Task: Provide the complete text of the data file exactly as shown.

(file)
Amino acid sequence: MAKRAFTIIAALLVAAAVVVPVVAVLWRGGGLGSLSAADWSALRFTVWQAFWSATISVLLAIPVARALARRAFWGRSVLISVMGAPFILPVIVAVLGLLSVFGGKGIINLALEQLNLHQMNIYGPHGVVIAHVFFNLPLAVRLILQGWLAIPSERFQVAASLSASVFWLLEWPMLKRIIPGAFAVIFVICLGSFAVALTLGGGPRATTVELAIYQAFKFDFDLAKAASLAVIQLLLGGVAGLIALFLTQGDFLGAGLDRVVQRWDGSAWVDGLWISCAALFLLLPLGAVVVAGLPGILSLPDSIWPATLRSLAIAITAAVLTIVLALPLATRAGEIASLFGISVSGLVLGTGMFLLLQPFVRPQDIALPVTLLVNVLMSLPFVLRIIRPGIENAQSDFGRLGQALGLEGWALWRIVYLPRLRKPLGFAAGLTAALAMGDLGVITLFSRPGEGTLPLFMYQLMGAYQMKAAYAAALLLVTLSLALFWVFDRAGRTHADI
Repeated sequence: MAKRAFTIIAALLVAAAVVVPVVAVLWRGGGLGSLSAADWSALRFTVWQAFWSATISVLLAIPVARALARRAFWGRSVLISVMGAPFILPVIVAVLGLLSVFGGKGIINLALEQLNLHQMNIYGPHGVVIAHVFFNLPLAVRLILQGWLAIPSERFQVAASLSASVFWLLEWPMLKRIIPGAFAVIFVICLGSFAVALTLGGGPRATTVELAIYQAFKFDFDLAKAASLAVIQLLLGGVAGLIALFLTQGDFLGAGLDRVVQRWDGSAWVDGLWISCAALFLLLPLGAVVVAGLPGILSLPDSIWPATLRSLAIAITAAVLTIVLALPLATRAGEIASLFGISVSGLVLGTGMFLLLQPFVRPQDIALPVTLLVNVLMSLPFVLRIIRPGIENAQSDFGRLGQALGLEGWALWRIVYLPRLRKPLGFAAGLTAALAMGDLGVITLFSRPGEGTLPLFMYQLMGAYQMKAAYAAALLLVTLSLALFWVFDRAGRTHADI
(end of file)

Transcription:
Amino acid sequence: MAKRAFTIIAALLVAAAVVVPVVAVLWRGGGLGSLSAADWSALRFTVWQAFWSATISVLLAIPVARALARRAFWGRSVLISVMGAPFILPVIVAVLGLLSVFGGKGIINLALEQLNLHQMNIYGPHGVVIAHVFFNLPLAVRLILQGWLAIPSERFQVAASLSASVFWLLEWPMLKRIIPGAFAVIFVICLGSFAVALTLGGGPRATTVELAIYQAFKFDFDLAKAASLAVIQLLLGGVAGLIALFLTQGDFLGAGLDRVVQRWDGSAWVDGLWISCAALFLLLPLGAVVVAGLPGILSLPDSIWPATLRSLAIAITAAVLTIVLALPLATRAGEIASLFGISVSGLVLGTGMFLLLQPFVRPQDIALPVTLLVNVLMSLPFVLRIIRPGIENAQSDFGRLGQALGLEGWALWRIVYLPRLRKPLGFAAGLTAALAMGDLGVITLFSRPGEGTLPLFMYQLMGAYQMKAAYAAALLLVTLSLALFWVFDRAGRTHADI
Repeated sequence: MAKRAFTIIAALLVAAAVVVPVVAVLWRGGGLGSLSAADWSALRFTVWQAFWSATISVLLAIPVARALARRAFWGRSVLISVMGAPFILPVIVAVLGLLSVFGGKGIINLALEQLNLHQMNIYGPHGVVIAHVFFNLPLAVRLILQGWLAIPSERFQVAASLSASVFWLLEWPMLKRIIPGAFAVIFVICLGSFAVALTLGGGPRATTVELAIYQAFKFDFDLAKAASLAVIQLLLGGVAGLIALFLTQGDFLGAGLDRVVQRWDGSAWVDGLWISCAALFLLLPLGAVVVAGLPGILSLPDSIWPATLRSLAIAITAAVLTIVLALPLATRAGEIASLFGISVSGLVLGTGMFLLLQPFVRPQDIALPVTLLVNVLMSLPFVLRIIRPGIENAQSDFGRLGQALGLEGWALWRIVYLPRLRKPLGFAAGLTAALAMGDLGVITLFSRPGEGTLPLFMYQLMGAYQMKAAYAAALLLVTLSLALFWVFDRAGRTHADI